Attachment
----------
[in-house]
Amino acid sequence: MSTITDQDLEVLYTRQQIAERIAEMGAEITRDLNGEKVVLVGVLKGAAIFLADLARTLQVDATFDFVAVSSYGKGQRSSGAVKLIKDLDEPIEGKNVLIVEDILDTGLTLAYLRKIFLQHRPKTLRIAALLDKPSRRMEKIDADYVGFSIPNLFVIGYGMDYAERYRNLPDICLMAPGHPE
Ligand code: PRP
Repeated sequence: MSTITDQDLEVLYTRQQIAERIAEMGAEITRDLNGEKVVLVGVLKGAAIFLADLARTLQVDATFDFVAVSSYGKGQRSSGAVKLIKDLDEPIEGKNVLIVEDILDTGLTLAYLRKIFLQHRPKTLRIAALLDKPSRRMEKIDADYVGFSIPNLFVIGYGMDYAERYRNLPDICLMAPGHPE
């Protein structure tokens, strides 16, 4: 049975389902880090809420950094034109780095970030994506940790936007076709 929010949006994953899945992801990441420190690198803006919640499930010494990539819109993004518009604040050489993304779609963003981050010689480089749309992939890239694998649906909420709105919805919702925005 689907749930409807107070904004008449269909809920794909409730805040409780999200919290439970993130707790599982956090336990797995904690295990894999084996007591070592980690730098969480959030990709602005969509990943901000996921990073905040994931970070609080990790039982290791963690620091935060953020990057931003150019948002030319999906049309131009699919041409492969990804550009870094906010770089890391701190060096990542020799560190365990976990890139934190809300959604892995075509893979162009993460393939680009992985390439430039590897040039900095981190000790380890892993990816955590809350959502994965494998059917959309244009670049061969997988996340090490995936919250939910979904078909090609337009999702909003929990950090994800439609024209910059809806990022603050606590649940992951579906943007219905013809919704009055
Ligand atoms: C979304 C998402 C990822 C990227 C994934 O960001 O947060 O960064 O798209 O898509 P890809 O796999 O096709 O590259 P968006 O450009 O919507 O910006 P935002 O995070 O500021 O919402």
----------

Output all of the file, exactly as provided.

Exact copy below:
[in-house]
Amino acid sequence: MSTITDQDLEVLYTRQQIAERIAEMGAEITRDLNGEKVVLVGVLKGAAIFLADLARTLQVDATFDFVAVSSYGKGQRSSGAVKLIKDLDEPIEGKNVLIVEDILDTGLTLAYLRKIFLQHRPKTLRIAALLDKPSRRMEKIDADYVGFSIPNLFVIGYGMDYAERYRNLPDICLMAPGHPE
Ligand code: PRP
Repeated sequence: MSTITDQDLEVLYTRQQIAERIAEMGAEITRDLNGEKVVLVGVLKGAAIFLADLARTLQVDATFDFVAVSSYGKGQRSSGAVKLIKDLDEPIEGKNVLIVEDILDTGLTLAYLRKIFLQHRPKTLRIAALLDKPSRRMEKIDADYVGFSIPNLFVIGYGMDYAERYRNLPDICLMAPGHPE
């Protein structure tokens, strides 16, 4: 049975389902880090809420950094034109780095970030994506940790936007076709 929010949006994953899945992801990441420190690198803006919640499930010494990539819109993004518009604040050489993304779609963003981050010689480089749309992939890239694998649906909420709105919805919702925005 689907749930409807107070904004008449269909809920794909409730805040409780999200919290439970993130707790599982956090336990797995904690295990894999084996007591070592980690730098969480959030990709602005969509990943901000996921990073905040994931970070609080990790039982290791963690620091935060953020990057931003150019948002030319999906049309131009699919041409492969990804550009870094906010770089890391701190060096990542020799560190365990976990890139934190809300959604892995075509893979162009993460393939680009992985390439430039590897040039900095981190000790380890892993990816955590809350959502994965494998059917959309244009670049061969997988996340090490995936919250939910979904078909090609337009999702909003929990950090994800439609024209910059809806990022603050606590649940992951579906943007219905013809919704009055
Ligand atoms: C979304 C998402 C990822 C990227 C994934 O960001 O947060 O960064 O798209 O898509 P890809 O796999 O096709 O590259 P968006 O450009 O919507 O910006 P935002 O995070 O500021 O919402």